Julian Treasure Says Communication Demands Great Listening

opening our ears is just as important as opening our mouths

By Jonny Lupsha, Wondrium Staff Writer

Julian Treasure’s TED Talks on speaking have five times the views as his TED Talks on listening. However, it isn’t because listening is less important; we simply think it is. He isn’t surprised, but it’s not the best sign.

Julian Treasure
Julian Treasure is a sought-after and top-rated international speaker on sound and the skills of speaking and listening. Collectively, his five TED Talks and nine TEDx Talks have been viewed more than 120 million times. Photo by Wondrium

“If you want to be a great speaker, whether public or private, you need also to be a great listener—those two things are intimately related,” said top-rated TED Talks speaker, Julian Treasure.

The cyclical nature of communication is often ignored. When one person finishes speaking and the other person responds, the first person is usually just waiting for the other party to be done so they can say more themselves. However, listening is a vital and active skill that can and must be acquired in order to promote clear communication. Treasure’s TED Talk on speaking is the sixth-most viewed TED Talks talk of all time, with 49 million views, besting the likes of Bill Gates and Elon Musk.

So why does his talk on listening have just 10 million? We prioritize output much more than input. In his video series How to Speak So That People Want to Listen, which is now available to stream on Wondrium, he explains why listening is so vital. In an exclusive interview, he provided more context on himself and the series.

How Communication Is Threatened

Treasure is heavily invested in the subject of communication, and it’s easy to understand why.

“Never has listening been more important on the planet—never has communication been more important on the planet,” Treasure said. “The population is going up all the time; there are more of us per square meter on this Earth than ever before. If we’re going to live peacefully together in some sort of social system that does not end up with people being horrible to each other—violent, aggressive, whatever—then we need to learn to communicate well.”

Treasure is fond of saying, “Conscious listening is the doorway to understanding.” The best example of this may be to show what happens when it fails. He said that our speaking and our listening are under threat right now due to how the internet is used. People often make friends online with others who share their views, leading to so-called “echo chambers” that reinforce and dogmatize those views, even if they’re factually incorrect. Extremism and polarization follow.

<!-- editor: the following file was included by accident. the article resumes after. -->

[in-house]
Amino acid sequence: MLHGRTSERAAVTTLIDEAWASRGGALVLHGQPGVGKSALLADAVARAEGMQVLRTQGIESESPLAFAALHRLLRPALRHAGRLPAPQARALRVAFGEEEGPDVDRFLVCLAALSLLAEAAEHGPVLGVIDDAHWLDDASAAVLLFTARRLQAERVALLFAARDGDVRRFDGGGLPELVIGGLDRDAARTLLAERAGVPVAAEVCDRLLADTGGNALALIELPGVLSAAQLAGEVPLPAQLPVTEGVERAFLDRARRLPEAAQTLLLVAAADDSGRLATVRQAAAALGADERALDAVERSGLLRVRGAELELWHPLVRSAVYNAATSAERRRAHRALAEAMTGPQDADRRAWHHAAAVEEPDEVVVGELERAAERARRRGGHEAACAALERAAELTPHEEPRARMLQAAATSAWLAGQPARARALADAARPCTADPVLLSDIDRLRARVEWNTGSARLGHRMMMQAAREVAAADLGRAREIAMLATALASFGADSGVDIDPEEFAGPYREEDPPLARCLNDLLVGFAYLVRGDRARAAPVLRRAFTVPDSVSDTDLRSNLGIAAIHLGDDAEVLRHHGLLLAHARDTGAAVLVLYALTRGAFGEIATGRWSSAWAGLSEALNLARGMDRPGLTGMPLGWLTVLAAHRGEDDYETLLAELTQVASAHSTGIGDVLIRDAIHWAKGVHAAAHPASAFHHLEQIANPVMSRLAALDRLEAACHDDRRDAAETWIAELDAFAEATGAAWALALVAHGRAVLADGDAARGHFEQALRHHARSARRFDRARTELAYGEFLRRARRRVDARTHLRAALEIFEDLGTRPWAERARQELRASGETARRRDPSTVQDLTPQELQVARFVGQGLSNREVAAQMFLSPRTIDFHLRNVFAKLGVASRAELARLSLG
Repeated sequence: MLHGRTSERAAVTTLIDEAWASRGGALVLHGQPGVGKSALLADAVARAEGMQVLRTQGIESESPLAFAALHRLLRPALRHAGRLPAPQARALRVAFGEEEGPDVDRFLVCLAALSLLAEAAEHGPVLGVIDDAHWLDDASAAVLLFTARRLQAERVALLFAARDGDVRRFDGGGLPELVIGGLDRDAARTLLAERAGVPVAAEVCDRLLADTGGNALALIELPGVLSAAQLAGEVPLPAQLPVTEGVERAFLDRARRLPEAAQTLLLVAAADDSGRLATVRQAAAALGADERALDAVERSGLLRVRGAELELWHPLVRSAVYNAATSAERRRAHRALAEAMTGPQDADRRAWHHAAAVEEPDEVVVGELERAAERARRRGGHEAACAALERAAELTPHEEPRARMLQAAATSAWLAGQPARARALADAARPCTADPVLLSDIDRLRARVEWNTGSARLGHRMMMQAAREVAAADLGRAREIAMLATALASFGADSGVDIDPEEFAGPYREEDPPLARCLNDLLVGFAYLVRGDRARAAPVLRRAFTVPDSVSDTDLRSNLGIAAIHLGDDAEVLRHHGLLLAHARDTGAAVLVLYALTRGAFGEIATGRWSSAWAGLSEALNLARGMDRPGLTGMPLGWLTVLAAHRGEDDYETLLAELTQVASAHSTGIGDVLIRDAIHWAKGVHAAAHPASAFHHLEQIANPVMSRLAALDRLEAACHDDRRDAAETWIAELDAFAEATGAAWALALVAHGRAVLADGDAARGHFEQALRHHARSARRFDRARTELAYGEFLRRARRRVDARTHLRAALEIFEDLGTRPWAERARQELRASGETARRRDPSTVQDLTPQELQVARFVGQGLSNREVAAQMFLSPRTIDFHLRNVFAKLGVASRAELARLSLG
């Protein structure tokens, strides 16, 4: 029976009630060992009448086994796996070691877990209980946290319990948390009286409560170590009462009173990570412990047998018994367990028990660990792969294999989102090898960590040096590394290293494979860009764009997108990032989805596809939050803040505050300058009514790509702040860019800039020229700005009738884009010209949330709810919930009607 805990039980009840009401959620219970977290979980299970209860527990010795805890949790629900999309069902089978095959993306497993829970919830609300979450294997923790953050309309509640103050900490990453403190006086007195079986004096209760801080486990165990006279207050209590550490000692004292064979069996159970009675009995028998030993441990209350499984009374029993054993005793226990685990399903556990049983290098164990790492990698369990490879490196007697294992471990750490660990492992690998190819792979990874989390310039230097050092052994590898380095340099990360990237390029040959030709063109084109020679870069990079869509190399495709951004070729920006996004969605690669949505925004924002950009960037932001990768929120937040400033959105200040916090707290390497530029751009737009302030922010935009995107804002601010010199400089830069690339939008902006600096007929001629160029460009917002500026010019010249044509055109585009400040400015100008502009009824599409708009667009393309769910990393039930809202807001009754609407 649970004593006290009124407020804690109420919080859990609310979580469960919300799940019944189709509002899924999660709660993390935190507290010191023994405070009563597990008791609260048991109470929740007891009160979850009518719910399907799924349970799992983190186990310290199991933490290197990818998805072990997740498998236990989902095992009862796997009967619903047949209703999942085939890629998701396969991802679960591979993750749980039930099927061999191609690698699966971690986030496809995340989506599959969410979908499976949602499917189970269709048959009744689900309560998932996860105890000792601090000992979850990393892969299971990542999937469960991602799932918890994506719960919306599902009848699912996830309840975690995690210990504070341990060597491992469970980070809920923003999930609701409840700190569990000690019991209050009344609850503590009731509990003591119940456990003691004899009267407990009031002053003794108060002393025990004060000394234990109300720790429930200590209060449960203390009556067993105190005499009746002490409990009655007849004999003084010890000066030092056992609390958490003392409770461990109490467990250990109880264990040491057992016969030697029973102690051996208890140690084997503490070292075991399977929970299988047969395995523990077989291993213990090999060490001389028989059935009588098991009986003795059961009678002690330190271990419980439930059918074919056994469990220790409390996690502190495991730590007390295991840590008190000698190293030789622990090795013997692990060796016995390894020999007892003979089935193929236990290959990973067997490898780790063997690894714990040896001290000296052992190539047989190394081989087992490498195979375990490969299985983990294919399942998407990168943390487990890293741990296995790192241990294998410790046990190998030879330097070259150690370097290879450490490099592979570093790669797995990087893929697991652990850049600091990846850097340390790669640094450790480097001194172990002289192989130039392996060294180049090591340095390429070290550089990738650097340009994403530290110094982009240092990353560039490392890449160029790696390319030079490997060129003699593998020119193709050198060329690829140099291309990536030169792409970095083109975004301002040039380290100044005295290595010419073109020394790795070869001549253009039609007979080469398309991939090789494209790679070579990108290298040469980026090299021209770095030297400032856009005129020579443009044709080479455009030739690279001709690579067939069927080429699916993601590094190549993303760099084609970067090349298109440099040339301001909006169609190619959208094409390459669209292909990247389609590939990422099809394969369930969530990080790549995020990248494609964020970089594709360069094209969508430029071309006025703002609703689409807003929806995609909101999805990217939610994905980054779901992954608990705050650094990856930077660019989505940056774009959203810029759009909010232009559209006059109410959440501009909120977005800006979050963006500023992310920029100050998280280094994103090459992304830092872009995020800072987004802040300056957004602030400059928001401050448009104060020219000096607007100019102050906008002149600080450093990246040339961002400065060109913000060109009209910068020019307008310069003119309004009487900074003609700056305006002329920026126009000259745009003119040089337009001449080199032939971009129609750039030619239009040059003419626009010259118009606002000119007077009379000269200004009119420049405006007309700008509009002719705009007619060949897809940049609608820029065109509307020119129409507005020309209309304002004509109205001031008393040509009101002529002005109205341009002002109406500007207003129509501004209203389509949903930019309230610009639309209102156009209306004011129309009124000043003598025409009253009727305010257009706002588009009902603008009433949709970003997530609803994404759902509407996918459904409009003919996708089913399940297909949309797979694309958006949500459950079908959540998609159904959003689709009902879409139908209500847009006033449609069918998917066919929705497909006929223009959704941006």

“We’re seeing all sorts of really unfortunate behaviors being reinforced, simply because people can go somewhere where there’s a small group of people who believe the same thing and join them,” he said. “We seek affirmation, not challenge, and it’s very important to withstand challenge. We tend to like listening to people with whom we agree, because it makes us feel right.”

Sounds about Right

Presenting one of the most popular TED Talks of all time is no small feat, but Julian Treasure has much more experience under his belt. He has 20 years of work experience in advertising and magazine publishing. He founded, grew, and sold his publishing agency, TPD. In 2003, he founded The Sound Agency, which is a successful audio branding company.

“Audio branding, when I started The Sound Agency, was fairly unusual,” he said. “Now it’s pretty much taken for granted that if you’re creating a brand you need to think about ‘Does it have a sound? Should it have a little sonic logo or jingle or something?’ and many of them do now.”

Among his proudest achievements, he listed, “helping to bring people to consciousness that listening is a skill, not a capability.” In fact, listening to someone with whom we disagree is an excellent exercise in building our communication abilities.

“Politicians ‘go off and have talks’; I wish they would go off and have ‘listens,’ instead,” he said.

How to Speak So That People Want to Listen is now available to stream on Wondrium.

Edited by Angela Shoemaker, Wondrium Daily